The political story of the afternoon is President Obama's address to the House Republican retreat and the riveting Q&A session that followed. Commentators are delighted by the frank exchanges and unscripted debate that unfolded. Several are comparing it to the famous rough-and-tumble of British parliamentary politics. In fact, both liberals and conservatives want to see more, and there's a distinct bipartisan feeling that this may have been one of the president's better moves. A small sample, below (the Post has some of the Q&A transcript here), with the commentators' reactions:
- Man, This is Good " I don't know if this will have any long-term effect, but it's good for Obama and, regardless, a good show. Presidents should do this kind of thing more often," says liberal Kevin Drum (He and Matt Yglesias that both think the president was "running rings around them").
- Another? "This became what could be the first publicly-held President's Question Time, and Obama was quick on his feet," concludes Eric Kleefeld in a report for Talking Points Memo. "Will something like this happen again?
- 'Address Is Not Quite the Right Word,' marvels the Atlantic's Andrew Sullivan, "because it was a genuine--and remarkable--conversation between Obama and his political opponents--transparently on CSPAN." His takeaway? "I remain depressed at the prospects for a breakthrough, but this was good politics and good policy. More, please. Do this every month." He likes the idea of Obama as "therapist in chief."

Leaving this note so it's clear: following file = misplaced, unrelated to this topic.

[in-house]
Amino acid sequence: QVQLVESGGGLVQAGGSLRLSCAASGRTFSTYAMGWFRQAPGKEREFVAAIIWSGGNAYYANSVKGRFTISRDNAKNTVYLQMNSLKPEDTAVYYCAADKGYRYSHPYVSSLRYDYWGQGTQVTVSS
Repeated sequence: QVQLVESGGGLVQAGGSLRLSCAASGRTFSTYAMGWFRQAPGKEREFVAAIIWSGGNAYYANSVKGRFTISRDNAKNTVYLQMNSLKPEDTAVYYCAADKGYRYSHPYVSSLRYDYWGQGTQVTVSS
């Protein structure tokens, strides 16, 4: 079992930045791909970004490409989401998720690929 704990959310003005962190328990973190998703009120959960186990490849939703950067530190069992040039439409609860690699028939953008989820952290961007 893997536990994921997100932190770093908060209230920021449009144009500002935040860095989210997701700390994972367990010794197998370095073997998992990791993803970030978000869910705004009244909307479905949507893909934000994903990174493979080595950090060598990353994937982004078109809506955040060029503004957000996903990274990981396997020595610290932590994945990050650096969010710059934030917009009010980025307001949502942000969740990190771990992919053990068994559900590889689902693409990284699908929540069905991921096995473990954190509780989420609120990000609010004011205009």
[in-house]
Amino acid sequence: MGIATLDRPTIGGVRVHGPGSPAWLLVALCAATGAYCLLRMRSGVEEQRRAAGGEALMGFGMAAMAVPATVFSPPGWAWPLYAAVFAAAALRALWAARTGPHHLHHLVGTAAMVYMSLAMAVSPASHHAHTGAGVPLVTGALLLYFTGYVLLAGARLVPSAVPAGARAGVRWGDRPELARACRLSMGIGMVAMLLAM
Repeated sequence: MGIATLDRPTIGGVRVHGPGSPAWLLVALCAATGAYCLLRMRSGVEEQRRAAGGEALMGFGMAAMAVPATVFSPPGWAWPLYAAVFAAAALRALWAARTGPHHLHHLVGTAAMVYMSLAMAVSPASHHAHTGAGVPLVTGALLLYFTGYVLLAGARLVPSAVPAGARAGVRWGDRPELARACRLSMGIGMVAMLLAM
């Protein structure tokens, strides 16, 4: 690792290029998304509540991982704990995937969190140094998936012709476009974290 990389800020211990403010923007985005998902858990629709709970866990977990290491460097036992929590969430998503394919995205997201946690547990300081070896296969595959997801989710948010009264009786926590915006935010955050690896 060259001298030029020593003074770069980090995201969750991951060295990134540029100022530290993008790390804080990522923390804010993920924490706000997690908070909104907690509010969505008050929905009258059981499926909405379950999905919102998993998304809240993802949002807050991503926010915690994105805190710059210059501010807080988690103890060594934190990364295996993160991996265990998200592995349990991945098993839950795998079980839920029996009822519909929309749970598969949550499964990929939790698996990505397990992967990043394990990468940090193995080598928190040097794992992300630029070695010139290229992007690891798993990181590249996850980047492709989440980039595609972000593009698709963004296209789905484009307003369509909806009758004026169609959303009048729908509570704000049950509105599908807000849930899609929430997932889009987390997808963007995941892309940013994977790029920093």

- 'Fun Times All Around,' says conservative Meredith Jessup at Townhall. Her favorite parts were the "Republicans who have stood up and told the President how the GOP has NOT been obstructive," and those who accused the president of lying "about employing lobbyists in his administration."
- Great Television "Why not replace the SOTU with this sort of thing?" Asks conservative National Review's Daniel Foster, transfixed. Summing up the event, he adds, "maybe it's just that the novelty of the Q&A has yet to wear off, but that was--for lack of a better phrase--pretty cool." His favorite part: the "back-and-forth" with Rep. Paul Ryan (R-WI), "as it was clear that the president realized he was in the presence of a razor-sharp wonk and one of the most effective critics of his administration." Calling the entire event "remarkable," he says "more remarkable still is that it would be hard to argue the exchange is anything but a plus-plus for Obama and the GOP. Both sides emerged from it looking as if, contra the public's greatest fears, they more or less know what they are talking about on issues like the deficit and health-care reform."
- 'I Don't Recall Ever Seeing This Before in My Life,' says the Guardian's Michael Tomasky. "Whichever side you're on, this was fascinating television." Though he doesn't think the president "won every point," nor that he "changed a mind in the room," he still thinks it "a remarkably candid piece of political television, especially for this day and age." The only complaint? He wishes it had been on prime time, to get more viewers.
- Both Sides Civil, Earnest Tweets conservative Kathryn Jean Lopez, "i think everyone who participated in that Q&A exchange can spin it to his advantage. and it sure beats one-way lectures." Her National Review colleague Jim Geraghty agrees: "it was the antidote to everything that was insufferable about the State of the Union--the uninterrupted platitudes, the dishonest framing, the aversion to acknowledging alternative views, the endless droning, etc." Furthermore, he adds "the questions from the Republicans were pointed but fair." Like many, Geraghty wonders when we can expect a repeat performance.
This article is from the archive of our partner The Wire.